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Republic Tower: sustainability stars

Designed by renowned architects Nonda Katsalidis and Karl Fender and completed in 1999, the 36-storey Republic Tower on the corner of Queen and LaTrobe Streets was one of the first high-rise residential apartment buildings in Melbourne. It houses 87 apartments.

“Unfortunately, solar isn’t viable for us;” explains resident and Owners’ Corporation Committee member Peter Harris, “we just don’t have the roof space.” But beginning in 2006, the Committee and Building Manager John Pfeiffer have been pursuing a step-by-step program to reduce the building’s electricity usage. “We started with the low hanging fruit,” says John. “First we removed one of the fluorescent tubes in each of the double tube light fixtures in the carparks. That cost nothing.”

Lighting

Last year, the remaining tubes were switched to LEDs, the final step in the conversion of common area lighting to efficient LED that also saw 212 halogen downlights replaced and movement sensors added to stairwell lights. “The fire escape stair lights used to be on all the time, which was just crazy,” says Peter.

Vaiable speed drives

As well as the lighting upgrades, significant energy savings were achieved by the installation of variable speed drives (VSDs): in 2007 to operate the air conditioning system’s two cooling towers, and more recently on the pumps that circulate the system’s water through the building. “Before, the motors were either off, or on and working at 100 per cent; now the VSDs sense the capacity needed and run the motors at the optimal speed,” explains John. “It uses less power, and also extends the life of the motors.”

Energy use plummets

As a result of their efforts, electricity consumption has fallen by a huge 40 per cent over ten years. Last year John approached the building’s electricity retailer and was able to negotiate a reduction in the ‘peak demand’ component of their bill to reflect the permanent reduction in consumption – a move which will save the Owners’ Corporation an extra $3,000 each year.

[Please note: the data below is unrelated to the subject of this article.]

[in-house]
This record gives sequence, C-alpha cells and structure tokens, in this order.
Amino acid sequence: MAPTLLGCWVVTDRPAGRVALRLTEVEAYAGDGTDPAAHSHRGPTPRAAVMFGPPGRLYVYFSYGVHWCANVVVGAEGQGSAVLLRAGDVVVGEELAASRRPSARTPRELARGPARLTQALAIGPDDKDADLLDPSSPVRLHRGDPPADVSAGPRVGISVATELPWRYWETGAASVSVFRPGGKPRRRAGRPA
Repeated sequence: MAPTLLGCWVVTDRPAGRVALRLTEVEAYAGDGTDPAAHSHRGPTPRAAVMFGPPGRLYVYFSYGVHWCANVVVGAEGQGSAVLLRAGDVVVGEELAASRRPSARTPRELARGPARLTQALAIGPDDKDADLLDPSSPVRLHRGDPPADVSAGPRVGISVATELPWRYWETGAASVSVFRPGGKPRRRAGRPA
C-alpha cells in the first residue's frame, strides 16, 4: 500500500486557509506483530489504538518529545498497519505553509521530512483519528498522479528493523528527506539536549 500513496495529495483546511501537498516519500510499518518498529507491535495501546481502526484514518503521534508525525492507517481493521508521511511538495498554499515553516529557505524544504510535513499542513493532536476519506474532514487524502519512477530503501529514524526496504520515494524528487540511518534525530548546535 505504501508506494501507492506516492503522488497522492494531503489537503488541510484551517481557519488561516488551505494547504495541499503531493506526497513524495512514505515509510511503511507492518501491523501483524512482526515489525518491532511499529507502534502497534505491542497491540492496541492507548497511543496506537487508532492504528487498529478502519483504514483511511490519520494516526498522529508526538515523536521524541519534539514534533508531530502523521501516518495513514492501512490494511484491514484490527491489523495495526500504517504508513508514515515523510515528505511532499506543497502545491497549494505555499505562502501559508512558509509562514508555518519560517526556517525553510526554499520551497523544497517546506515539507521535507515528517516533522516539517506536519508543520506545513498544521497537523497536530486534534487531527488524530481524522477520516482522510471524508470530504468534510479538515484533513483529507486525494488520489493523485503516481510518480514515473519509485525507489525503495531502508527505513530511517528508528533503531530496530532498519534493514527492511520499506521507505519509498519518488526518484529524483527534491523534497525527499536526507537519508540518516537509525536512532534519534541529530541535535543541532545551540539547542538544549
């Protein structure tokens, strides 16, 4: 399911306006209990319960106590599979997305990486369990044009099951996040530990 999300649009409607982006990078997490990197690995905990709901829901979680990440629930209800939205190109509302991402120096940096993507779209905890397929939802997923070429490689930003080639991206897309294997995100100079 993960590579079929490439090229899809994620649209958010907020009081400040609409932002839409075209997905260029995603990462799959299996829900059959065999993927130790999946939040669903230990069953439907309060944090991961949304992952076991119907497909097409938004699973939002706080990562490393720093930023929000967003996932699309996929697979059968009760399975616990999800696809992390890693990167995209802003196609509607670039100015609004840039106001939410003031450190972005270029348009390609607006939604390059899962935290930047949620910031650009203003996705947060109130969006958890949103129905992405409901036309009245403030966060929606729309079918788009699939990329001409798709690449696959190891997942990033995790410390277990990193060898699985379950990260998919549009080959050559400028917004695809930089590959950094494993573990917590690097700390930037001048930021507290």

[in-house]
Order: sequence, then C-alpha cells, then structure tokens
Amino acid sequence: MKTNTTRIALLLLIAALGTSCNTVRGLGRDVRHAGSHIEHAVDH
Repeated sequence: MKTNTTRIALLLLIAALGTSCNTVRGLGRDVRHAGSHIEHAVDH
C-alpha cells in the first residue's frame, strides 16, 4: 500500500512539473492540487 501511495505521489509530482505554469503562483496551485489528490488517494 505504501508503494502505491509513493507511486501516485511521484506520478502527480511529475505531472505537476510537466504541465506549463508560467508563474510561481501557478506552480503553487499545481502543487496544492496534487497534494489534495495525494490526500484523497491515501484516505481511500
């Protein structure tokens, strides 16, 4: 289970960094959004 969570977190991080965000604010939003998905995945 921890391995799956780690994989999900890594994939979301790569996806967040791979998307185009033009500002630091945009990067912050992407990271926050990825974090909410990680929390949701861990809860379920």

And that's not all

Other sustainable initiatives include a recent change from weekly to monthly sprinkler system tests: identified as a big contributor to common water usage. John is also proud of the success of the building’s recycling system. “We do what every building does, but according to audits by the City of Melbourne, we have a very good waste-to-recycling ratio.” Peter agrees. “We have committed people. There’s no financial benefit, but there’s the feel-good factor. And I think their participation is an indication that they feel good about our innovation agenda.”

Their next step is likely to be infrastructure to enable interested residents to have electric vehicle charging stations in their parking spaces. “We’re in discussions with a charging station installer,” says Peter. “We try to be early adopters. If something makes sense, we do it.”

“Owners’ corporation fees have risen far slower than inflation over the last ten years thanks to the cost savings from our projects, and the value of the building has been enhanced." said John Pfeiffer, Building Manager.